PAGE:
India’s start up ecosystem has grown and has garnered increased attention during the recent years. The indefatigable efforts of entrepreneurs saw a rise in the number of start ups during the last decade.

The budding enterprises, armed with cutting-edge and out-of-the box ideas are now being widely recognised as important engines for growth and jobs generation. It is believed that through innovation and scalable technology, start ups can generate impactful solutions, and thereby act as vehicles for socio-economic development and transformation.

According to a study on startups in India, some startups were founded in the 2000s, but the ecosystem was still immature in the country
as only a few investors were active then and the number of support organisations such as incubators and accelerators were limited too.

The number of startups in the country has increased fast and more support has become available in all dimensions. Bengaluru has emerged as India’s primary startup hub, but significant activity is also taking place in Mumbai and the National Capital Region (NCR), as well as in some smaller cities of India, in the starup realm.

In India, the road of startups witnessed both highs and lows throughout; many made it to their goal posts while some perished midway. The new decade brings new hope…However the ongoing economic slowdown could have its impact on the fortunes of new enterprises.

Scanning through the startup ecosystem on Indian space, one finds that while most of them chose to play safe and opted to go the way other companies have succeeded but some had the requisite fortitude to defy the trend and treaded on to the unconventional paths. This is true for our alco-beverages industry too.

Take the case of daredevil Desmond Nazareth of Goa. He spend 18 years researching and working in the alcoholic beverage space, and he is credited with several firsts to his credit—from making home-grown agave-based spirits to manufacturing artisanal cachaça-style sugarcane spirits. Now, he has made his mark by romancing with Mahua.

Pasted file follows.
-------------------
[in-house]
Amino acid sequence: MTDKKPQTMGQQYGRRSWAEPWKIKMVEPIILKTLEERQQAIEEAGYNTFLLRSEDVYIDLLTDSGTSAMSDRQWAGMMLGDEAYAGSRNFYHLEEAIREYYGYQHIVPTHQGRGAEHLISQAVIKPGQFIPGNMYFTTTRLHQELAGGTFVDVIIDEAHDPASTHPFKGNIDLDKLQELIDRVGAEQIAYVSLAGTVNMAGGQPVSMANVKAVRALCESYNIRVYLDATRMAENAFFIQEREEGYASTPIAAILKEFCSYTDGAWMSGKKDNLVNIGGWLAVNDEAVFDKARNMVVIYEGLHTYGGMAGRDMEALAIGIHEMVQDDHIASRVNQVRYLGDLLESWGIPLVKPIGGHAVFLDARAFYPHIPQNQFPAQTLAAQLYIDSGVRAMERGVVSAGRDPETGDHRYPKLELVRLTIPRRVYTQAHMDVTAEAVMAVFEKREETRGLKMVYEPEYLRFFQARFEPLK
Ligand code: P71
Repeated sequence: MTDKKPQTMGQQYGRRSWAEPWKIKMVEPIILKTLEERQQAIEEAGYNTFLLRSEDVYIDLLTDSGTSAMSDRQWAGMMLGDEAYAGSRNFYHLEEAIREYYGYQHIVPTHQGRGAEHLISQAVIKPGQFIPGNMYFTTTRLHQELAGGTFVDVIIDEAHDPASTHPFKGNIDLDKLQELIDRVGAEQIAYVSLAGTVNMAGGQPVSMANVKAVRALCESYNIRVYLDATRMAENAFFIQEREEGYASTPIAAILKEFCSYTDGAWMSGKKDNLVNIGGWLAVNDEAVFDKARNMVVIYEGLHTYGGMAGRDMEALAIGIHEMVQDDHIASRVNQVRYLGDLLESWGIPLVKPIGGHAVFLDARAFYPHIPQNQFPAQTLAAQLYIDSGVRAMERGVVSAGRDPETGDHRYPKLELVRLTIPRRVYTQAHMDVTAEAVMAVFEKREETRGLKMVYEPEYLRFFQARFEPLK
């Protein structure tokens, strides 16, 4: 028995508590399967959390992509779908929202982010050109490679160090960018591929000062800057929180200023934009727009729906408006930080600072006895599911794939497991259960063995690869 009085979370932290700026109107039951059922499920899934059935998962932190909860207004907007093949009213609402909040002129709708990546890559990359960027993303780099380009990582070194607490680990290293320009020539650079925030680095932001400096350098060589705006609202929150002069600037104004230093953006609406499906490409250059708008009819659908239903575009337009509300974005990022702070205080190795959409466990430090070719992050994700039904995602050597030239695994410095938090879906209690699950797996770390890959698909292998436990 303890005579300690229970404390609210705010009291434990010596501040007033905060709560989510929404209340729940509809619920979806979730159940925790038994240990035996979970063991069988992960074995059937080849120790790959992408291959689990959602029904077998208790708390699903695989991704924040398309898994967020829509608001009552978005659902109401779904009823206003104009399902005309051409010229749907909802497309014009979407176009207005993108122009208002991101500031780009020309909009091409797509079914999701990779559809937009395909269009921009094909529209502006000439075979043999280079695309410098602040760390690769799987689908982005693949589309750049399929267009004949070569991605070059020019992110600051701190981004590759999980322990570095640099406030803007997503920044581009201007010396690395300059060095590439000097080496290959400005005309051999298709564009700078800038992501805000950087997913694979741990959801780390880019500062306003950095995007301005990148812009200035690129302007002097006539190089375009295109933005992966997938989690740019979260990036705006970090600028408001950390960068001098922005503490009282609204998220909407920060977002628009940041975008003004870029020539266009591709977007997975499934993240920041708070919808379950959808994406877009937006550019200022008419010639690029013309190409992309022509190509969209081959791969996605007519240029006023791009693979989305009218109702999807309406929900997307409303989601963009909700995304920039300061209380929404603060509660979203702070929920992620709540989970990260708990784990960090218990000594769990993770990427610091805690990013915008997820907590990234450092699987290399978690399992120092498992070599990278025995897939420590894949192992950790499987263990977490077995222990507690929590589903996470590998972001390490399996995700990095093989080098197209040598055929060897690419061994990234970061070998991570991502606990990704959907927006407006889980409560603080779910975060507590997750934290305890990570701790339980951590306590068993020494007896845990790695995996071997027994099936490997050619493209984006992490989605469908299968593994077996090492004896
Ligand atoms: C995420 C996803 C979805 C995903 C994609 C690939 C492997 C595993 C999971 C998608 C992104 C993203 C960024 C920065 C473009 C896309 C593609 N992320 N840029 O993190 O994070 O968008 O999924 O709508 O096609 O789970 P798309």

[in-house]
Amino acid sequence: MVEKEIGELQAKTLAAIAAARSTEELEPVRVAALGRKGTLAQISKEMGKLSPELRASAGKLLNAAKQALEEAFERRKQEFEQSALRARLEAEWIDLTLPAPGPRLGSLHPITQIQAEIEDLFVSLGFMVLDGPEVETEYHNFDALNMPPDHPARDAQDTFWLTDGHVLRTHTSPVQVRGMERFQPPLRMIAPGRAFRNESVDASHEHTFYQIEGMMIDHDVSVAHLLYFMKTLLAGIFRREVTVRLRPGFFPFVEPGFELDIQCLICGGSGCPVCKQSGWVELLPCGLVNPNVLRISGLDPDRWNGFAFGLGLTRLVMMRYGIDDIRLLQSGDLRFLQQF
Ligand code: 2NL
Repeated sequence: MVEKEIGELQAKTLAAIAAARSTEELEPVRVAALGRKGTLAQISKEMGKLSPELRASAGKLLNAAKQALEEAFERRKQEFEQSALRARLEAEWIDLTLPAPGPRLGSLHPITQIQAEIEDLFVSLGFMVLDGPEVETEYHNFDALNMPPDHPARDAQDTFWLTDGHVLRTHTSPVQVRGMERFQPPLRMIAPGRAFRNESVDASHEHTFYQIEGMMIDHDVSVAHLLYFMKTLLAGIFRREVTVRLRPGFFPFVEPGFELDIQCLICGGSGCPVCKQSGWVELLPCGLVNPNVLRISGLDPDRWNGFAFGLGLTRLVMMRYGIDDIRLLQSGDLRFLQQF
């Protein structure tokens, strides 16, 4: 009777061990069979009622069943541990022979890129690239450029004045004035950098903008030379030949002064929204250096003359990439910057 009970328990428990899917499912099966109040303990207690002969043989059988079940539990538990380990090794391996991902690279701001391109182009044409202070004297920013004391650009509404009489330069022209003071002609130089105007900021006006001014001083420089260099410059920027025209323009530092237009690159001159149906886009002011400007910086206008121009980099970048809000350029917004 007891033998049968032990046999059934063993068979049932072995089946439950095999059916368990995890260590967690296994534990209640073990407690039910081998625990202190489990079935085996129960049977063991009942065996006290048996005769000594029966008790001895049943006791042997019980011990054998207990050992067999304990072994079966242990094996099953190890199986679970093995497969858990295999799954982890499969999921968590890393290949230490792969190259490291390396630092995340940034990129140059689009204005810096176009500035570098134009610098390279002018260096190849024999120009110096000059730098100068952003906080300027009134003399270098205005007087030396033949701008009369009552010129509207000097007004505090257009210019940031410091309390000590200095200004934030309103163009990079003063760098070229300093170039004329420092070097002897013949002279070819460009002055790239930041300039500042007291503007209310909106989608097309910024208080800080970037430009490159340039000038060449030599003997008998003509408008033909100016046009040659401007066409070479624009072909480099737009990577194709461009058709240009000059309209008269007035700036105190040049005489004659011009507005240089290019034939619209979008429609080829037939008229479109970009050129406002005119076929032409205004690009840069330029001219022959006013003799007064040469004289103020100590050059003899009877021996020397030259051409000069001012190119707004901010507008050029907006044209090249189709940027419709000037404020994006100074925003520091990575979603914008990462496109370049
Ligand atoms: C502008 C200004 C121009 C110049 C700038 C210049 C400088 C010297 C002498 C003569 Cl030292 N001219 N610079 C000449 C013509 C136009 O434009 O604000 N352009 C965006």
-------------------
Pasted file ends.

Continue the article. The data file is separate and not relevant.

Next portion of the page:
On the other side of Vindhyas, another young man is busy scripting a success story with his untiring & focused approach. Gautom Menon launched a startup for making a quintessential Indian liquor brand and created the much applauded global brand Wild Tiger Premium Dark Rum.

It is a mixed feeling when we find that millennials leaving their well paid jobs or job offers and jumping into the startup bandwagon of alcobev space. It is a felling of happiness and of trepidation for them as India’s liquor industry is so complex, risky and politically unstable. Shivam Ginglani found his calling in creating a quality blended whisky, Black Bow, and is now wowing the market. The trio of Sakshi Saigal, Rahul Mehta and Vidur Gupta ventured into craft gin space with their Stranger & Sons brand. The brand has now crossed the national boundary to reach London.

Other notable startup entrepreneurs like Arvind Singla, Hridesh Chopra(from Amara Breweries), Abhinav Jindal (Kimaya Himalayan Beverages) and Avneet Singh(Medusa Beverages) went on to create their niches in the crowded beer market of India and clocked good sales number in a short span of time.

ADS Spirits’ Sikandar Mann has created a new benchmark by making his Royal Green whisky as the fastest growing millionaire whisky brand with a growth rate of 92 percent. Kavinder Singh of Bottmac India has done remarkably well since the company’s inception in 2014 and is looking at expanding his footprints pan-India.

In the wine space, KRSMA Estates has created its own mark with its incredibley quality wines. The passion of its founders, Krishna Prasad and Uma Chigrupati, is truly reflected in the company’s wine brands.

It is not difficult to deduce that the Prime Minister Narendra Modi’s ‘Make in India’ campaign has hardly helped these alcobev startups; their journey was rather made difficult by heavy taxation, unfriendly policies, corrupt bureaucracy and more so by the ongoing economic slowdown.

But notwithstanding such impediments, these entrepreneurs are committed to reach their goal post and thereby encourage more young people to realise their dreams.